…the sexually immoral, nor idolaters, nor adulterers, nor men who practice homosexuality, nor thieves, nor the greedy, nor drunkards, nor revilers, nor swindlers will inherit the kingdom of God… – 1 Corinthians 6:9-10 ESV
But he goes on to tell his believing readers, “And such were some of you. But you were washed, you were sanctified, you were justified in the name of the Lord Jesus Christ and by the Spirit of our God” (1 Corinthians 6:11 ESV). Their behavior had changed because their lives had been changed by coming to know Christ. They had a new, God-given capacity to live righteously and differently. And Peter told his readers that their lost friends “are surprised when you do not join them in the same flood of debauchery and they malign you” (1 Peter 4:4 ESV). The lost can’t comprehend the change that takes place in the life of a believer. The new-found ability of a believer to say no to sin and yes to God is incomprehensible to the unbeliever. Rather than doing what comes “naturally,” believers begin to do what is supernatural, living under the influence and power of the Holy Spirit. That is why Paul encourages us, “walk by the Spirit, and you will not carry out the desire of the flesh” (Galatians 5:16 ESV). We can and should live differently, as Jesus Himself lived. We should live in and for the will of God. When we do, we will most likely suffer as He did. But we will be free from sin while we do so. Walking according to the Spirit and within the will of God makes sin impossible. And the more we learn to live like Jesus, we will see the impact and influence of sin diminish in our lives.
The gospel is the key. Peter, like Paul and the other apostles, was determined to preach the gospel so that others might come to know the experience of living in the will of God, freed from slavery to sin and knowing the incredible joy of a right relationship with God and the capacity to live righteously in this life. Peter even indicates that those believers who had heard the gospel but had died, though they had to experience the pain of physical death, were now living in the spirit with God. They had received their reward. The gospel does not prevent physical death from taking place. But it does eliminate the threat of spiritual death – eternal separation from God.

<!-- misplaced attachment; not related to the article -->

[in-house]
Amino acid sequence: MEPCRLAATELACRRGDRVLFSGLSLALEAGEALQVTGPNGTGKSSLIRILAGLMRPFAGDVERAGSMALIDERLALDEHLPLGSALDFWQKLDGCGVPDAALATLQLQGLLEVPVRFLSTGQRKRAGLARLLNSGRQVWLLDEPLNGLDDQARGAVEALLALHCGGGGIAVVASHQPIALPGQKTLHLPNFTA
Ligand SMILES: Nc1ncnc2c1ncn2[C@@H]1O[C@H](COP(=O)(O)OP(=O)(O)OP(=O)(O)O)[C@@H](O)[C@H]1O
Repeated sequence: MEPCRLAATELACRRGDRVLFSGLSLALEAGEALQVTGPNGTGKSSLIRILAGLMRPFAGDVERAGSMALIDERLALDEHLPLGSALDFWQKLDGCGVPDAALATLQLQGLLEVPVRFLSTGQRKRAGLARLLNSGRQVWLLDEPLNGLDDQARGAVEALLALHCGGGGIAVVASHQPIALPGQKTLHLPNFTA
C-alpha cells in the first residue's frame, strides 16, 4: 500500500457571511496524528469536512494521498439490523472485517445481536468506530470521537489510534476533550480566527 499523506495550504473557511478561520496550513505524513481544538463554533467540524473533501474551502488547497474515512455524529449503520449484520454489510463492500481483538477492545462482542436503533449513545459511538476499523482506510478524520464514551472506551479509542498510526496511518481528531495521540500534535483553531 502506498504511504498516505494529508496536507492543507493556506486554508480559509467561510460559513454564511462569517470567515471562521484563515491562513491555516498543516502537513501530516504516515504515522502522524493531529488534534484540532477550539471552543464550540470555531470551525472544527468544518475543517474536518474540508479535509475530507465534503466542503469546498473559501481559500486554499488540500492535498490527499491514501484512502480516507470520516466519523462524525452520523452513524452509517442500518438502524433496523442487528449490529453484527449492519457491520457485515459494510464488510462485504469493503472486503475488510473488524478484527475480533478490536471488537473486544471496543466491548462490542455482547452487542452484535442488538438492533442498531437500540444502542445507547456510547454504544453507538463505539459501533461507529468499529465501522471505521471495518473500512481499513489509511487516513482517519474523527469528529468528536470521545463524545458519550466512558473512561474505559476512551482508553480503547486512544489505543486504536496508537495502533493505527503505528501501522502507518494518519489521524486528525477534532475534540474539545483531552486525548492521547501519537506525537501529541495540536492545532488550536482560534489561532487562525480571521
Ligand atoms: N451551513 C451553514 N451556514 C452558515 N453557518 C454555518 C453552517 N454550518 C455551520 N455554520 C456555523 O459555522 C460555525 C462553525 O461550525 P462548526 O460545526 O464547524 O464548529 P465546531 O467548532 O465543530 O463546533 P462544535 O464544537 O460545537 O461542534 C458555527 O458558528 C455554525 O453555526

Standing beside the grave of Lazarus, Jesus told Martha, “I am the resurrection and the life.Whoever believes in me, though he die, yet shall he live, and everyone who lives and believes in me shall never die. Do you believe this?” (John 11:25-26 ESV). Jesus would go on to raise Lazarus from the dead, but Lazarus would eventually experience physical death again. But he would never have to worry about the threat of spiritual separation from God. Paul said, “Yes, we are of good courage, and we would rather be away from the body and at home with the Lord.” (2 Corinthians 5:8 ESV). We can live differently here. We may suffer for doing so, but we can rest in the knowledge that our reward is eternal, unbroken fellowship with God and His Son. The author of Hebrews tells us to look to Jesus, to fix our eyes on Him, “who for the joy that was set before him endured the cross, despising the shame, and is seated at the right hand of the throne of God” (Hebrews 12:2 ESV). Our glorification is coming. Our eternal reward is secure. We can live confidently and righteously in this life because we have the assurance of eternal life.